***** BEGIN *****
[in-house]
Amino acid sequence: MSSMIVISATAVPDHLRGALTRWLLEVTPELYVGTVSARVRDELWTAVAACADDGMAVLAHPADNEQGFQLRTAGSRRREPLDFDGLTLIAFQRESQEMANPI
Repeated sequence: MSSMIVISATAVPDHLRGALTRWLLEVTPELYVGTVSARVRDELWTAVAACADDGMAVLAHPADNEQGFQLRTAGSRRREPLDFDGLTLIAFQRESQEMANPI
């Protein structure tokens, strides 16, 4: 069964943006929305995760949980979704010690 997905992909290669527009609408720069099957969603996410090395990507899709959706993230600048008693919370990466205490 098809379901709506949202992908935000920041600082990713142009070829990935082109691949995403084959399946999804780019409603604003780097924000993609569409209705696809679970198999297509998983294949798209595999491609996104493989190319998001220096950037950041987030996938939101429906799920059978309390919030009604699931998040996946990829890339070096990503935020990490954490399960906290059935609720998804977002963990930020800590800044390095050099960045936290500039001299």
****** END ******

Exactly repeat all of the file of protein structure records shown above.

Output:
[in-house]
Amino acid sequence: MSSMIVISATAVPDHLRGALTRWLLEVTPELYVGTVSARVRDELWTAVAACADDGMAVLAHPADNEQGFQLRTAGSRRREPLDFDGLTLIAFQRESQEMANPI
Repeated sequence: MSSMIVISATAVPDHLRGALTRWLLEVTPELYVGTVSARVRDELWTAVAACADDGMAVLAHPADNEQGFQLRTAGSRRREPLDFDGLTLIAFQRESQEMANPI
């Protein structure tokens, strides 16, 4: 069964943006929305995760949980979704010690 997905992909290669527009609408720069099957969603996410090395990507899709959706993230600048008693919370990466205490 098809379901709506949202992908935000920041600082990713142009070829990935082109691949995403084959399946999804780019409603604003780097924000993609569409209705696809679970198999297509998983294949798209595999491609996104493989190319998001220096950037950041987030996938939101429906799920059978309390919030009604699931998040996946990829890339070096990503935020990490954490399960906290059935609720998804977002963990930020800590800044390095050099960045936290500039001299």